Rensselaer Polytechnic Institute Engineer Cynthia Collins Will Study the Impacts of Microgravity on Dangerous Bacteria
There will be some very interesting passengers on the final mission of the NASA Space Shuttle Atlantis scheduled to launch July 8, 2011: thousands of bacteria.
Cynthia Collins, assistant professor of chemical and biological engineering at Rensselaer, is leading a series of experiments called Micro-2A that will be aboard the shuttle during its scheduled 12-day mission. The research seeks to understand how microgravity changes the way potentially dangerous bacteria grows. In particular, the research will examine how they form difficult-to-kill colonies called biofilms.
Two Rensselaer Polytechnic Institute professors have been named 2010 fellows of the American Chemical Society (ACS).
Director of the Center for Biotechnology and Interdisciplinary Studies (CBIS) and the Howard P. Isermann ’42 Professor of Chemical and Biological Engineering Jonathan Dordick and Professor Emeritus of Chemistry Leonard Interrante were both recognized by the ACS for their “outstanding achievements in and contributions to the science, the profession, and service to the society.”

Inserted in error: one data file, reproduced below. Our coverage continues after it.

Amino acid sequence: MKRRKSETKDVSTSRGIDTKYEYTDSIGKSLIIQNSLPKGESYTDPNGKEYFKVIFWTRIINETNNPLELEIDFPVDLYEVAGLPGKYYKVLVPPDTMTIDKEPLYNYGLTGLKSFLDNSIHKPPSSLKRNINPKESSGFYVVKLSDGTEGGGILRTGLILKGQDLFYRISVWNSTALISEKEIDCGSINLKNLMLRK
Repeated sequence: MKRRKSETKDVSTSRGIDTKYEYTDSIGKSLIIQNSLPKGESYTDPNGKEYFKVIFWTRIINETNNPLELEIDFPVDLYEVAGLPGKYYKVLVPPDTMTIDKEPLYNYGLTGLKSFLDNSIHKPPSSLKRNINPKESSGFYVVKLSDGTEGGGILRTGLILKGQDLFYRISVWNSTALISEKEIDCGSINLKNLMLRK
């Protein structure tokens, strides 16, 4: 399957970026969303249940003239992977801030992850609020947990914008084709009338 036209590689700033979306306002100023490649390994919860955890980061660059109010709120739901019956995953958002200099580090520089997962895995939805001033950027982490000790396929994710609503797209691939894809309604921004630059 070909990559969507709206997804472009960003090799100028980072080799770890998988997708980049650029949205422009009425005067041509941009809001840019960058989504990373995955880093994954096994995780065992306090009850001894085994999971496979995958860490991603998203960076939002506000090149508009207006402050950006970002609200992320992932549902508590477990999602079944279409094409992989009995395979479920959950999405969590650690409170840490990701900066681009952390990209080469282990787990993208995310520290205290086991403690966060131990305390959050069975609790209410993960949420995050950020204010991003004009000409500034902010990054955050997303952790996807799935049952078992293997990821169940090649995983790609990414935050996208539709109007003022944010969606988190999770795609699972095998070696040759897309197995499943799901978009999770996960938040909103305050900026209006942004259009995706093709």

Building on an enzyme found in nature, researchers at Rensselaer Polytechnic Institute have created a nanoscale coating for surgical equipment, hospital walls, and other surfaces which safely eradicates methicillin resistant Staphylococcus aureus (MRSA), the bacteria responsible for antibiotic resistant infections.
“We’re building on nature,” said Jonathan S. Dordick, the Howard P. Isermann Professor of Chemical and Biological Engineering, and director of Rensselaer’s Center for Biotechnology & Interdisciplinary Studies.
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